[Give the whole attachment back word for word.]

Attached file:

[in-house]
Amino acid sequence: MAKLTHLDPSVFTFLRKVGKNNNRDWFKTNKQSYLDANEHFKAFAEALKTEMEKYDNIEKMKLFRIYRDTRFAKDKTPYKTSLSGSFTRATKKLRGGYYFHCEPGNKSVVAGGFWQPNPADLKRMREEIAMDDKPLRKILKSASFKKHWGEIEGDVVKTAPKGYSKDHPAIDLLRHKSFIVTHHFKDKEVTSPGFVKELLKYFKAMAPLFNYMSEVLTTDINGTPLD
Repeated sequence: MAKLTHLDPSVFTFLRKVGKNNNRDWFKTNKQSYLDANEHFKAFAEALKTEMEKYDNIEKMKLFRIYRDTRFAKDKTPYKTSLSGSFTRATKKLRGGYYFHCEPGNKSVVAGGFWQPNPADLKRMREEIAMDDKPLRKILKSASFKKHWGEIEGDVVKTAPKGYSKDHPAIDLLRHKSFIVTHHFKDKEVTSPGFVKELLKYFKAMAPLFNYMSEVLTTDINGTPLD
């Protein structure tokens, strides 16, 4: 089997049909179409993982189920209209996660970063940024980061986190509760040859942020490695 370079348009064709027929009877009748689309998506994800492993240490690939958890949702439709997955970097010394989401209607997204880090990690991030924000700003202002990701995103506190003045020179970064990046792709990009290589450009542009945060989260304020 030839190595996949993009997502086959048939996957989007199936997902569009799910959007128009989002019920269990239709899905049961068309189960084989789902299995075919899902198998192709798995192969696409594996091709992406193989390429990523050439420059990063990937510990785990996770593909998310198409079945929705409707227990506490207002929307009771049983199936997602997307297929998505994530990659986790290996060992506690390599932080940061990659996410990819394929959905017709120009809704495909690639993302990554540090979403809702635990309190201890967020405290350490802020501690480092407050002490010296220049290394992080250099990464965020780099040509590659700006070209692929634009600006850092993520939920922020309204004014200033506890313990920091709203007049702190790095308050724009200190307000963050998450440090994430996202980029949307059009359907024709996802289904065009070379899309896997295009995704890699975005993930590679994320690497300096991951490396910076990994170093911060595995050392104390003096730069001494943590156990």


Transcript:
[in-house]
Amino acid sequence: MAKLTHLDPSVFTFLRKVGKNNNRDWFKTNKQSYLDANEHFKAFAEALKTEMEKYDNIEKMKLFRIYRDTRFAKDKTPYKTSLSGSFTRATKKLRGGYYFHCEPGNKSVVAGGFWQPNPADLKRMREEIAMDDKPLRKILKSASFKKHWGEIEGDVVKTAPKGYSKDHPAIDLLRHKSFIVTHHFKDKEVTSPGFVKELLKYFKAMAPLFNYMSEVLTTDINGTPLD
Repeated sequence: MAKLTHLDPSVFTFLRKVGKNNNRDWFKTNKQSYLDANEHFKAFAEALKTEMEKYDNIEKMKLFRIYRDTRFAKDKTPYKTSLSGSFTRATKKLRGGYYFHCEPGNKSVVAGGFWQPNPADLKRMREEIAMDDKPLRKILKSASFKKHWGEIEGDVVKTAPKGYSKDHPAIDLLRHKSFIVTHHFKDKEVTSPGFVKELLKYFKAMAPLFNYMSEVLTTDINGTPLD
């Protein structure tokens, strides 16, 4: 089997049909179409993982189920209209996660970063940024980061986190509760040859942020490695 370079348009064709027929009877009748689309998506994800492993240490690939958890949702439709997955970097010394989401209607997204880090990690991030924000700003202002990701995103506190003045020179970064990046792709990009290589450009542009945060989260304020 030839190595996949993009997502086959048939996957989007199936997902569009799910959007128009989002019920269990239709899905049961068309189960084989789902299995075919899902198998192709798995192969696409594996091709992406193989390429990523050439420059990063990937510990785990996770593909998310198409079945929705409707227990506490207002929307009771049983199936997602997307297929998505994530990659986790290996060992506690390599932080940061990659996410990819394929959905017709120009809704495909690639993302990554540090979403809702635990309190201890967020405290350490802020501690480092407050002490010296220049290394992080250099990464965020780099040509590659700006070209692929634009600006850092993520939920922020309204004014200033506890313990920091709203007049702190790095308050724009200190307000963050998450440090994430996202980029949307059009359907024709996802289904065009070379899309896997295009995704890699975005993930590679994320690497300096991951490396910076990994170093911060595995050392104390003096730069001494943590156990």